How today’s workplace apps are creating communities
With tech tools becoming an integral part of the modern workplace, apps could soon be a crucial way for employers to keep their employees engaged — and for landlords to retain their tenants
Today’s workplace apps are about far more than alerting facilities management to a broken air conditioner vent.
As companies increasingly seek to improve the workplace experience for their employees, apps are not only becoming more popular but they’re also incorporating a wider range of features.
A new generation of platforms such as HqO, Modo Labs and Workwell offer all-in-one smartphone apps, enabling employees to get what they need in their daily working life at the touch of a button, from secure access to their office and booking a meeting room to finding neighborhood amenities such as gyms, yoga classes and restaurants.
“These products are all about bringing the various services together for a building’s community to access,” says Alex Edds, Director of Innovation, JLL. “Fundamentally, it’s about providing a more efficient way for people to interact with the building and enhancing their experience in the workplace.”
A digitally-led workplace
Workplaces that promote well-being and a sense of community are highly valued by today’s employees.
“People are very focused on their experience in their office as well as the work they do,” says Akshay Thakur, Regional Director, Smart Buildings Program, EMEA at JLL.
As workplaces become increasingly digital, employees are becoming more familiar with a wider range of online platforms that facilitate communication between teams.
“We are already seeing more focus on collaborative platforms in the workplace, says Thakur. “Plus, many people are now used to using apps in their personal lives so workplace apps are an easy stepping stone.”
And it’s not just companies seeking to build better digital relationships with their employees; landlords are also using apps to bond with their tenants — and deliver more value to companies within their buildings.
Much of this is driven by tenant expectations, says Thakur. And happy tenants reporting a positive workplace experience are more likely to stay for the long term.
“Landlords recognize the value of engaging with the community in their buildings. For too long the landlord-tenant relationship has been distant so apps offer a whole new dynamic,” says Edds.
The focus on improving relationships and increasing the value of buildings is something that Chase Garbarino, the CEO and Founder of HqO, is seeing first hand.
“We’re beyond the stage of early adopters for tenant experience apps,” he says. “There’s a lot of urgency in the marketplace to apply best practices and realize the value of tenant experience solutions quickly.”
In the last 12 months, HqO has partnered with Blackstone, DivcoWest, Jamestown, and Skanska.
“Those conversations are as much about holistic tenant engagement strategy, insights and recommendations across the portfolio, and data privacy as much as they are about the mobile app for tenants,” says Chase Garbarino.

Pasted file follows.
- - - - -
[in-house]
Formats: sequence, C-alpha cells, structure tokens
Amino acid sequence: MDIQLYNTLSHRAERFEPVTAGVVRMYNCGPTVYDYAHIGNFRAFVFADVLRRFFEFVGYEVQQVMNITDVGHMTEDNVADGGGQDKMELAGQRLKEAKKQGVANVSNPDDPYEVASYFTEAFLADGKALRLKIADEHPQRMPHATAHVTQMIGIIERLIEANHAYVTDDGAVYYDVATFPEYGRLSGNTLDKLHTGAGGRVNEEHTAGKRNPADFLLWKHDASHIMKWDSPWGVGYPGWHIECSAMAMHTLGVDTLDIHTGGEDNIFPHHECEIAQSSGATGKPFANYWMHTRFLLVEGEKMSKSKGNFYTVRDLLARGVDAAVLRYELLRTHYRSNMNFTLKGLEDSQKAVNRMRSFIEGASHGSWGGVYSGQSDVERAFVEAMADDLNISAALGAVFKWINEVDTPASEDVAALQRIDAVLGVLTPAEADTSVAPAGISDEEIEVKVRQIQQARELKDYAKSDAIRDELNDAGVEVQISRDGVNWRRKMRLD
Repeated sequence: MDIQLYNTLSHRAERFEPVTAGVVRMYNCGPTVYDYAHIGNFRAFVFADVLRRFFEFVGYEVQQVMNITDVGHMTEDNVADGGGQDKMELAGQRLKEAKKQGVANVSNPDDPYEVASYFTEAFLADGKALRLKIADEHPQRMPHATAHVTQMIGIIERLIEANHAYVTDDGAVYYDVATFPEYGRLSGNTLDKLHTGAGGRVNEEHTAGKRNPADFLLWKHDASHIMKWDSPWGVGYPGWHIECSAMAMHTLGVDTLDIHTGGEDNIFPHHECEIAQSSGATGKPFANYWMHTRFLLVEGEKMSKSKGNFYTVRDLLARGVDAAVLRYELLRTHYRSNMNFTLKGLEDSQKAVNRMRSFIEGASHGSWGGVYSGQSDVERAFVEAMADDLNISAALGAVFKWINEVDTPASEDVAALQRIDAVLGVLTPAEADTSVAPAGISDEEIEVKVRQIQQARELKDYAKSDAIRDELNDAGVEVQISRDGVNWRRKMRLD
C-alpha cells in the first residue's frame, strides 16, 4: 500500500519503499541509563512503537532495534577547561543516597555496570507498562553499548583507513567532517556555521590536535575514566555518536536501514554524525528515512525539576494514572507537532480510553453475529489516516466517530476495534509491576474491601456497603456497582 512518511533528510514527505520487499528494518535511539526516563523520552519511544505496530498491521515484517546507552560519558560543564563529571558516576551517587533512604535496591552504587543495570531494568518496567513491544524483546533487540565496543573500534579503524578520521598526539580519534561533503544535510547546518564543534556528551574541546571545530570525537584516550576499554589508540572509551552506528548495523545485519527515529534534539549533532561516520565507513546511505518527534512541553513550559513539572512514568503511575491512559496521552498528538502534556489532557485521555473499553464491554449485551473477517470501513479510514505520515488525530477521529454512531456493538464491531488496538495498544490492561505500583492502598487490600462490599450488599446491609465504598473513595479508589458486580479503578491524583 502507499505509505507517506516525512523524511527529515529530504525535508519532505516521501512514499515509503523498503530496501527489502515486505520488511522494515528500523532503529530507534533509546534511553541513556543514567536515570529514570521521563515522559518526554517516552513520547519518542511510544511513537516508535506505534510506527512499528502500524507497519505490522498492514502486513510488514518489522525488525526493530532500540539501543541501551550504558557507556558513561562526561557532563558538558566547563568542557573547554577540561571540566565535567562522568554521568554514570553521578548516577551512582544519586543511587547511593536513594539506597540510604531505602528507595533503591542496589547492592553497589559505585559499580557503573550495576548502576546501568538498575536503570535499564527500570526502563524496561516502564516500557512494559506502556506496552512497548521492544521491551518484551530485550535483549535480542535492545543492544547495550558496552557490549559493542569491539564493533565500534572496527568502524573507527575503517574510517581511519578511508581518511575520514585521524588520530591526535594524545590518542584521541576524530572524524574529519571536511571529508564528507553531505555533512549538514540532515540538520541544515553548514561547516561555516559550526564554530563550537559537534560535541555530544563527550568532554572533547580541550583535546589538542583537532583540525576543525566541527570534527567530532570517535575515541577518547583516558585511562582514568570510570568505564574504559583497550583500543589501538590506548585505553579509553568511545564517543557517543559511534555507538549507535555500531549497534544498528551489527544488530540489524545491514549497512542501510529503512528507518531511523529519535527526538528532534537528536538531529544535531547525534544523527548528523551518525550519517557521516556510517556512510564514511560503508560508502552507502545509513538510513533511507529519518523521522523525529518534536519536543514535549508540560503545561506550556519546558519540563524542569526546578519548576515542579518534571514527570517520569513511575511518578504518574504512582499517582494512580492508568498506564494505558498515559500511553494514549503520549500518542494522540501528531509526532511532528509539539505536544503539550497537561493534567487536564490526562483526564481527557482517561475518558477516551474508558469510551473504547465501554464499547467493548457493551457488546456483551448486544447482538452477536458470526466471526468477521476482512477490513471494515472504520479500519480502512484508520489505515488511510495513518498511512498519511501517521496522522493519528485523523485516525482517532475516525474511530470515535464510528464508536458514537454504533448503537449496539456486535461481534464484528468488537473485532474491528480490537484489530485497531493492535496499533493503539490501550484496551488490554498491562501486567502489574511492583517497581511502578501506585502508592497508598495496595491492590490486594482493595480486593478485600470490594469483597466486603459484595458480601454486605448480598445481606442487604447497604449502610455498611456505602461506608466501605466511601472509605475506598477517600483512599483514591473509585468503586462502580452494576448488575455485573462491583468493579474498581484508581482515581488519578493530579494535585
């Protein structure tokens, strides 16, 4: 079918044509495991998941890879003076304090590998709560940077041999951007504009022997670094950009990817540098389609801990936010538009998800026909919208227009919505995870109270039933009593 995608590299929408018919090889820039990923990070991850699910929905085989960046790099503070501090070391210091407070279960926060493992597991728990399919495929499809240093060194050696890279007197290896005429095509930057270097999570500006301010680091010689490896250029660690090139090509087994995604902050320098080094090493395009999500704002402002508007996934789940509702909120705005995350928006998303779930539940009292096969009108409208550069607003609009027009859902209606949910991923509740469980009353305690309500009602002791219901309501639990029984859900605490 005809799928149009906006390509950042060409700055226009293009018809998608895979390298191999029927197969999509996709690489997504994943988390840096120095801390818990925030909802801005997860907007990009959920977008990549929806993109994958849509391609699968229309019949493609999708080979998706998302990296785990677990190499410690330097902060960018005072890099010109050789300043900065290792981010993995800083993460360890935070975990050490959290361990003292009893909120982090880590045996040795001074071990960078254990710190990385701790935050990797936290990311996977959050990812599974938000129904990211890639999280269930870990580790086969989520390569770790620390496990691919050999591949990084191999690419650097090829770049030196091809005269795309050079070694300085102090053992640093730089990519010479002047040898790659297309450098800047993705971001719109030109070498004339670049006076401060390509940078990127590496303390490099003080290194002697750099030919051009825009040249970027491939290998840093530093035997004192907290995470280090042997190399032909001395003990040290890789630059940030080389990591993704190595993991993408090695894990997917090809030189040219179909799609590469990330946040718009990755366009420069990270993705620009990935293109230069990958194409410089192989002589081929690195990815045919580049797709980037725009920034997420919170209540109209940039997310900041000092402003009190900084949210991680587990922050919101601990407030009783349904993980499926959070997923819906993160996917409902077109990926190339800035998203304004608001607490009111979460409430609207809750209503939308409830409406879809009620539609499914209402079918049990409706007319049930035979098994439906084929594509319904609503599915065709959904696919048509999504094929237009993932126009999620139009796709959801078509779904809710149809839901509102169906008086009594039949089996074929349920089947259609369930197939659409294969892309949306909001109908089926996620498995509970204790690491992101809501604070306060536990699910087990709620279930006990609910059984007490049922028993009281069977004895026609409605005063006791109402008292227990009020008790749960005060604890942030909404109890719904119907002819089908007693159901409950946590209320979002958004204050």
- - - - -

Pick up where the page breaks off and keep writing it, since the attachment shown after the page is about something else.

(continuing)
Data-driven building management
For landlords — and employers — the data generated by apps can offer valuable granular insights into how tenants are using the workspace and what amenities are in demand.
For example, digital logs of equipment servicing can help with scheduling predictive maintenance, lowering repair costs, while a high volume of tenants searching for coffee bars might make the case for curating similar services on site.
“This can help landlords to make insight-driven decisions about how to develop their space and what services to offer which in turn improves the bottom line, and could even allow them to create new revenue streams,” says Edds.
Furthermore, the ongoing rise of coworking, with its tech-enabled, amenities-filled office spaces is setting the standard for workplace apps and boosting expectations among office workers.
“Coworking providers are increasingly attracting large companies — and that’s because they want to be able to say we have a great space, activated through all these amenities,” says Edds. “Tenant engagement apps would allow landlords to offer something similar — especially if they’re looking to provide a flexible space offering in their building.”
Creating the right app
While large companies often offer an array of enterprise tools where employees can report issues, book meeting rooms and undertake other administrative tasks, Thakur believes there is a growing demand for a smartphone app that consolidates key aspects of the workplace experience.
However, the challenge lies in developing an app that offers everyday value.
“App overload is a real concern, and the right tenant engagement app must pare down to key capabilities rather than cramming in all the information and features already available,” says Thakur.
Data security and compliance is also a critical issue, especially if an app connects to third-party amenities such as coffee vendors or fitness centers.
“A multinational bank and a small startup are likely to have very different attitudes to data sharing,” notes Edds.
For landlords considering an investment into such apps — and potentially upgrading equipment to work with the app — compatibility with future technology will also be a concern.
Yet as buildings become smarter and more connected, there will be greater demand for apps that enhance how people use space, Edds believes.
“Ultimately, we are only at the start of a trend for greater transparency in our physical surroundings — including workspaces. We will want to not just know about a space, but be able to interact with it and the amenities around us, in real-time,” he says.